This week in Things I Wish I Knew…Joleena Louis reflects on her past mishaps and how they have helped to build both her and her solo practice.
While I feel like I have been relatively successful thus far with my solo practice, I have made a few mistakes along my journey. While I may refer to these mishaps as “mistakes,” what I really mean is that I have adapted to learning curve.
By writing down my “mistakes”, my goal is that maybe you will not make them. Truthfully, you will make mistakes. Mistakes are what solo practice is all about. I just hope that you can learn from mine to mitigate yours.
1. Spending Too Much Money Starting Out
Although I realized that I didn’t NEED a lot of “stuff” to start my solo practice, there were so many things that I was used to, having working at other firms, that I thought I needed for solo practice.
Actually, need is the wrong verb.
I didn’t need anything. I thought I needed things.
For example, I purchased practice management software early into my self-employment journey. Though it may be beneficial now, I should have waited a couple of months before committing to an annual contract. The reason being is that when I first started my practice, I only had a few clients.
Therefore, I didn’t really use it. I could have waited a few months and saved a good amount of money.
2. Offering Payment Plans
I quickly learned that business is business and to never start any representation until my retainer is paid in full. That may make me lose potential clients, but it’s better than having to chase someone down for payment.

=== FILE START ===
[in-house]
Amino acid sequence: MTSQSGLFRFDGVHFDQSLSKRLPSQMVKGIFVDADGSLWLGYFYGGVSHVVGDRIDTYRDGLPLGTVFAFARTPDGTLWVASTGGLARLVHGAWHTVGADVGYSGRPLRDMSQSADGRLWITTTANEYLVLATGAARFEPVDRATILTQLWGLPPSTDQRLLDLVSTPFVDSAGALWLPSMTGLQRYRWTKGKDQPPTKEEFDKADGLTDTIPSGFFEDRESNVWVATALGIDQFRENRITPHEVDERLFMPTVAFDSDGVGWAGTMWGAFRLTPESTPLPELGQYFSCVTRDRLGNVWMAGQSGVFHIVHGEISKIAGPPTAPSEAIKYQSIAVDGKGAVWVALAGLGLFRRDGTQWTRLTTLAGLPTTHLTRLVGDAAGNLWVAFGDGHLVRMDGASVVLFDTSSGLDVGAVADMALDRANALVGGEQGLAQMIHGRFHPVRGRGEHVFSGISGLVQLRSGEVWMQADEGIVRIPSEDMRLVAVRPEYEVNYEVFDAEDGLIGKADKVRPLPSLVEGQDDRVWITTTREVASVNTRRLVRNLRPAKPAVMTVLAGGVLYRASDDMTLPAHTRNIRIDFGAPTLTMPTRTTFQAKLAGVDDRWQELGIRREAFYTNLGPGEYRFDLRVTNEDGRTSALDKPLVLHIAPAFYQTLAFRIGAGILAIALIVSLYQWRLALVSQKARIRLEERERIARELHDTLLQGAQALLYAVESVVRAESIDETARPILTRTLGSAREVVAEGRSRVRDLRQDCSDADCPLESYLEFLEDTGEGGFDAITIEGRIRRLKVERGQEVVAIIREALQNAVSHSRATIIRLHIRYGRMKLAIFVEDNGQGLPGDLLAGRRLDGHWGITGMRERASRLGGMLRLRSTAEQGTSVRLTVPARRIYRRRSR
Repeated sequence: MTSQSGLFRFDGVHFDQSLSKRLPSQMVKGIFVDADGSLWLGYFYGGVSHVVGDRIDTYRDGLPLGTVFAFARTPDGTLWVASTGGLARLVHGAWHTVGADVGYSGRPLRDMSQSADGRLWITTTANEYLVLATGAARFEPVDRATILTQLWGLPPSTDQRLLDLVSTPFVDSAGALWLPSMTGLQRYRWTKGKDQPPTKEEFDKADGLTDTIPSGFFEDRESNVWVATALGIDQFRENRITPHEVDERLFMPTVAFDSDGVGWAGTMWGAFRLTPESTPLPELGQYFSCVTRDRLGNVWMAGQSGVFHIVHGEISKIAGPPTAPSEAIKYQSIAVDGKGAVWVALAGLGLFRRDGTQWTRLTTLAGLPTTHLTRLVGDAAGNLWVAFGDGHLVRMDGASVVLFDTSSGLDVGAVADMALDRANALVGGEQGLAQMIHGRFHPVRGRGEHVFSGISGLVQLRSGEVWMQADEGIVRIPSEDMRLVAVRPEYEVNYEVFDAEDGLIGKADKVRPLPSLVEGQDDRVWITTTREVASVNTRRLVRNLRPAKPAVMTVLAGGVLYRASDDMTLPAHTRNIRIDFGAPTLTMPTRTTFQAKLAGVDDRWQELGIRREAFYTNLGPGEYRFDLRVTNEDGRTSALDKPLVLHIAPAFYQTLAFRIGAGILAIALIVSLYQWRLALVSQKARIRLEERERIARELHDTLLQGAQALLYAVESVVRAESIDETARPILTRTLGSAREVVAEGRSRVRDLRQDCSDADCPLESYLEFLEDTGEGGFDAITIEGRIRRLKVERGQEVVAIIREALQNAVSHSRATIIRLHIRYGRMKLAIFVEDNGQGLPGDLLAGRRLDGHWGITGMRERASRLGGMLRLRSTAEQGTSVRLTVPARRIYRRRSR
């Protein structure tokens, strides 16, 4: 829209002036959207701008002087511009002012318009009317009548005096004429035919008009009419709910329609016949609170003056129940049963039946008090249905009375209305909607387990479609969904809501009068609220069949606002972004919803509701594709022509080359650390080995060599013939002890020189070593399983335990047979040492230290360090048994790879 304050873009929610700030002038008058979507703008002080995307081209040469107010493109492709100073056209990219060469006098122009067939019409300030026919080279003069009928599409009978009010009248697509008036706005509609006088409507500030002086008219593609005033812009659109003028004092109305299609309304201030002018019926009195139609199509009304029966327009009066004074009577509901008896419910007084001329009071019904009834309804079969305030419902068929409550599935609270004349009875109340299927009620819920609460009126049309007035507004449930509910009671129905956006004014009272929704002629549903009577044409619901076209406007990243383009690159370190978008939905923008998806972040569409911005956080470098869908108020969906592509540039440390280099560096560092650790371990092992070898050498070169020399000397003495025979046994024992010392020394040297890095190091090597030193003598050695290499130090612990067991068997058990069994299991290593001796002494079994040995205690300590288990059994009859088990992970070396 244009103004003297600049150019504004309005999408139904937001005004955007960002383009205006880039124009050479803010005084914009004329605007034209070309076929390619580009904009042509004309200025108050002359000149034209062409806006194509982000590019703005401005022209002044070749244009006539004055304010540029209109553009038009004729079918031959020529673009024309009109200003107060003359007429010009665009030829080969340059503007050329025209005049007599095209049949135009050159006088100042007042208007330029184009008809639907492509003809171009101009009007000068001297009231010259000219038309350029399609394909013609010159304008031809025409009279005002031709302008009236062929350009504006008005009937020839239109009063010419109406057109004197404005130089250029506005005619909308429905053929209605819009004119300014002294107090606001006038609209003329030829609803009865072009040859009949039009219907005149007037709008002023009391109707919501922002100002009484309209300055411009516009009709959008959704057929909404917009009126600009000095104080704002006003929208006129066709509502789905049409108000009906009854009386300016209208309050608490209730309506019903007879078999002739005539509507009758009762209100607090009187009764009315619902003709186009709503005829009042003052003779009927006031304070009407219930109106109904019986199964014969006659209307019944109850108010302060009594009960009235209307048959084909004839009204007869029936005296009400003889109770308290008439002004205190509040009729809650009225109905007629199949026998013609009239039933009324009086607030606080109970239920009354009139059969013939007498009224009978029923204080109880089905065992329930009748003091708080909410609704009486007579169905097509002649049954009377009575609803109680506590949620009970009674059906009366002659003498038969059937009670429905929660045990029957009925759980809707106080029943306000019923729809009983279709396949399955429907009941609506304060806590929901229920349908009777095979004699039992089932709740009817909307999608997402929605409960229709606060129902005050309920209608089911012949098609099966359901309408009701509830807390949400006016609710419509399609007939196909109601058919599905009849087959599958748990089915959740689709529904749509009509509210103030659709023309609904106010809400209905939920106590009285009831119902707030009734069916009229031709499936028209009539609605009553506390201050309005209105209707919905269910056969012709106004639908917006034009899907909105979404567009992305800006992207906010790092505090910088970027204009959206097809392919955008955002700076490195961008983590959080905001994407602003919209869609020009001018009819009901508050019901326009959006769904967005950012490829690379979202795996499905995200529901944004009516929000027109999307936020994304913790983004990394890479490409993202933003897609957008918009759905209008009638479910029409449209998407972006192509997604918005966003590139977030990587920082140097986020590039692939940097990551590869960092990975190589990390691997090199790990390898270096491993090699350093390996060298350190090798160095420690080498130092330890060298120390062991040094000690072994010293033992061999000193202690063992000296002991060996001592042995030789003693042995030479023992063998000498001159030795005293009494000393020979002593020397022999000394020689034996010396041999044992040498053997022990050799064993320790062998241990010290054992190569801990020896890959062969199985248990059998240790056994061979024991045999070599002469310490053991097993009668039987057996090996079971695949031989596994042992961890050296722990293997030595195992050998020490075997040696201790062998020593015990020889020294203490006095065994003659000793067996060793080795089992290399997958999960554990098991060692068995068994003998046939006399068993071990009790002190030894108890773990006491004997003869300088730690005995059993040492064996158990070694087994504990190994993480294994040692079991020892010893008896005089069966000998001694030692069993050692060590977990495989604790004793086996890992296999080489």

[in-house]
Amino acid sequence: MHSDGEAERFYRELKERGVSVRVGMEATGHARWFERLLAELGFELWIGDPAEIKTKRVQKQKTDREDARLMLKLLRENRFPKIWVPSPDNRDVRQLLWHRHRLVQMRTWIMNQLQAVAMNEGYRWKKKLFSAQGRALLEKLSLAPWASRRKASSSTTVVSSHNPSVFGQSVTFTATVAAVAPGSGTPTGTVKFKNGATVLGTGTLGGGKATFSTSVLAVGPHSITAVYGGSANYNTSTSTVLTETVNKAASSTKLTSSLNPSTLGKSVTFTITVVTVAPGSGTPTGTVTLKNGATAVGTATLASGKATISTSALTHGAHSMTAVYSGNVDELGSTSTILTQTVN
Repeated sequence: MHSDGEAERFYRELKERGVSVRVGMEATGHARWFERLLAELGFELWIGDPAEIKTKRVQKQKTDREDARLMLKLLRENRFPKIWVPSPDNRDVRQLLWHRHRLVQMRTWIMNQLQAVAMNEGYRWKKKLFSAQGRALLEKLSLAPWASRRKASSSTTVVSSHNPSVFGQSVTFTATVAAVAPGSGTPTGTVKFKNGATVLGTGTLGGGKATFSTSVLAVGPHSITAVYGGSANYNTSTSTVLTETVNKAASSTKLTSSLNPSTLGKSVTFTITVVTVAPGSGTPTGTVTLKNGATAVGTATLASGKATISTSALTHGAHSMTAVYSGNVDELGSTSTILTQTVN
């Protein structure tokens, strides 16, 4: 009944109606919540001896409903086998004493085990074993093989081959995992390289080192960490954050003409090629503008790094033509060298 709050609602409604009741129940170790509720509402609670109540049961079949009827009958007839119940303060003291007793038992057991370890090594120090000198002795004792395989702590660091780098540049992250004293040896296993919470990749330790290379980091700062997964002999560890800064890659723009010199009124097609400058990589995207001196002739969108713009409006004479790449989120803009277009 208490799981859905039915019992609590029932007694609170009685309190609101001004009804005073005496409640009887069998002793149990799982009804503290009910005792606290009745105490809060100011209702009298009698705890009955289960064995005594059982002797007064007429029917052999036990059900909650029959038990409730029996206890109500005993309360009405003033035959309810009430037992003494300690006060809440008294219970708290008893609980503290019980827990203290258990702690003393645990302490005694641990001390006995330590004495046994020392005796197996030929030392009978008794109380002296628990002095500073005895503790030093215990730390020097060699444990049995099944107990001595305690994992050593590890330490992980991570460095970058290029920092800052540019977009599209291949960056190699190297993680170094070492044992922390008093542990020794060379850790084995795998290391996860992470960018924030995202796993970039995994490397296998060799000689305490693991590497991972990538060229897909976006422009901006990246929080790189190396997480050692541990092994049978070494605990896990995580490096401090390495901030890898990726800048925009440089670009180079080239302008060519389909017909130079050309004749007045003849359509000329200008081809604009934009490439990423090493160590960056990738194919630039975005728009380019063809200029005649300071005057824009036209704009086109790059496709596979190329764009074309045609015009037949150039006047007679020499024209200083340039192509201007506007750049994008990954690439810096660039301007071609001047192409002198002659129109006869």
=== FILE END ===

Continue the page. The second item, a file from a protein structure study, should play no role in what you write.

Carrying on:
3. Paying For Advertising
As soon as your website is up you will be contacted by people who claim they can help you get more clients.
I tested out a few of the lower cost options and it was just a waste of time and money.
The most successful way for me to get clients continues to be networking. The free listing on Avvo has also brought me leads. If I had to do it all over again I would have put that wasted money toward more networking events.
4. Not Asking Enough Questions when taking on A New Client
I had a recent experience where I almost settled a case. Almost is the operative word. I almost settled the case, until my client’s spouse dropped a factual bombshell. This not only blew my mind, but effectively, it blew up the settlement.
Technically my client didn’t lie to me about the issue. His sin was one of omission. He just didn’t give me all the details.
As a result of my own sin of omission, (failing to ask tons of questions) drama ensured. The result ended up being much more costly for my client.
My advice, don’t take anything for granted: especially a “factual statement”.
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Joleena Louis is a matrimonial and family law attorney at Joleena Louis Law, a ﬁrm she founded after leaving a boutique matrimonial ﬁrm in Brooklyn. Joleena is a client in Law Firm Suites’ start-up program in Downtown, New York. Her weekly blog series Things I Wish I Knew… explores her thought process and experiences in her transition from small law ﬁrm employee to successful solo practice entrepreneur.